Afterwards, AJ and I grabbed some dinner and headed to the public library for his first book group. There were 5 boys and 4 girls with their parents. The librarian who runs looked a big like an ex-hippy, with a long purple prairie skirt over colorful tights. She was so excited about her new program and her enthusiasm was infectious. We talked about the book (Andrew Clements No Talking) for the first half, led by her excellent questions. The book is about a no talking contest between fifth-grade boys and girls at an elementary school. (That description sells the book short – it’s also about non-violent protest, and unifying groups who don’t get along because of a lack of understanding, about the importance of thinking before you speak, and of working together). In the second half of the hour, we split into 4-person teams each of which had to work together to build the tallest tower they could with a bagful of supplies (tape, paper plates, plastic cups, marshmallows, toothpicks and popsicle sticks) but we had to do it without talking. Kids and grownups alike loved it and had a great time. The solutions were creative and fun to look at. Then the librarians gave the kids snacks and sent us on our way with copies of the book for next month.

AJ was wired and had trouble sleeping afterwards. So did I, actually. I had visions of chessboards dancing in my head all night. AJ slept so long this morning, I had to wake him up at a quarter to eight — he’s usually up at 5:30 on his own. But he was in a fabulous mood. “Was yesterday as good as you thought it would be?” I asked.

“Yesterday was GREAT. I can’t wait for next time.” I’d have to agree with that sentiment.

**There’s a new post at AJ’s Clubhouse, a response to a Washington Post column about a homeschooled gifted kid who’s having trouble getting his past coursework accepted by his high school.

3 Comments leave one →
  1. readersguide permalink
    October 7, 2009 11:02 am

    Congrats on the interview — it all sounds like very sensible advice. (It’s funny — this all reminds me of helping M with her college applications, where he instinct is to say that she hasn’t done anything, whereas actually, she’s done a lot. Or getting librarians ready for performance reviews, where it really all lies in getting them to have their dossiers tell a story. It’s all how you see it, I think, and then organize it based on some theme.) And what a great idea for a kids’ bookgroup. I could never really imagine how you could get kids together to talk about books — what a clever idea to actually have them do something. Ha!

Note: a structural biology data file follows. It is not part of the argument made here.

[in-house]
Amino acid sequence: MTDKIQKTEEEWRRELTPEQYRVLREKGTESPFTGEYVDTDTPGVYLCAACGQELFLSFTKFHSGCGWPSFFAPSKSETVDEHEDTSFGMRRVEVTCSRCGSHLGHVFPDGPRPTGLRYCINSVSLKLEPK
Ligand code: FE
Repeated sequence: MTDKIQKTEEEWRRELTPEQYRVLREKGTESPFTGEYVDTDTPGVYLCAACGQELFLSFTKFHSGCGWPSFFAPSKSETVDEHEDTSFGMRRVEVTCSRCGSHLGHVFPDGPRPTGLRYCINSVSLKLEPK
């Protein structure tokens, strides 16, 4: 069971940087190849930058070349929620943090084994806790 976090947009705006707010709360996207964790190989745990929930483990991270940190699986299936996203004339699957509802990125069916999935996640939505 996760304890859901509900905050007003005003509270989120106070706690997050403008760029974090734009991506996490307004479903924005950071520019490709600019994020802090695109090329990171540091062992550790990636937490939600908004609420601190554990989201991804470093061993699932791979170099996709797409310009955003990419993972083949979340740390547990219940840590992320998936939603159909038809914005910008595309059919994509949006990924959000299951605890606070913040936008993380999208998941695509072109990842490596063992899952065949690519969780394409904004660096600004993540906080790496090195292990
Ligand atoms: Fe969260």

2. freshhell permalink
    October 7, 2009 11:21 am

    All that advice sounds exactly right. I wish you luck in finding a really great job you like.

    Are you and AJ reading the last HP book? That’s what Dusty and I are reading right now. My husband’s reading her Hardy Boys books. I never read those, having no interest, back in the day, in what boys did. I’m glad Dusty doesn’t have such silly dislikes.

  3. October 7, 2009 11:33 am

    We’re reading book 5. AJ read books 1-4 the summer before 1st grade and he’s been rereading them on his own. At that point he decided 4 was a little much for him and he wanted to wait to read the rest. Over the summer we reread 3 and 4 again together and he decided he wanted to continue on to 5. I’m not sure if we’ll go on to 6 right after this or take another break. He likes HP a lot, but he likes to read a lot of different things and the length of these books means we’re stuck in them for a while. And readersguide, it IS a great idea. AJ’s been looking longingly at the library’s book groups for older kids for some time. This group is a one woman project that was offered as an experiment. She worked with the school librarians to choose the book list. The first two books were picked, but after that the kids will vote. As of now, the group is scheduled only for through December. But it was so well thought out and it’s been popular beyond her imagination. The first group filled up and there was such a long waiting list that she started a second group and now there’s a waiting list for that too. Clearly she found a need!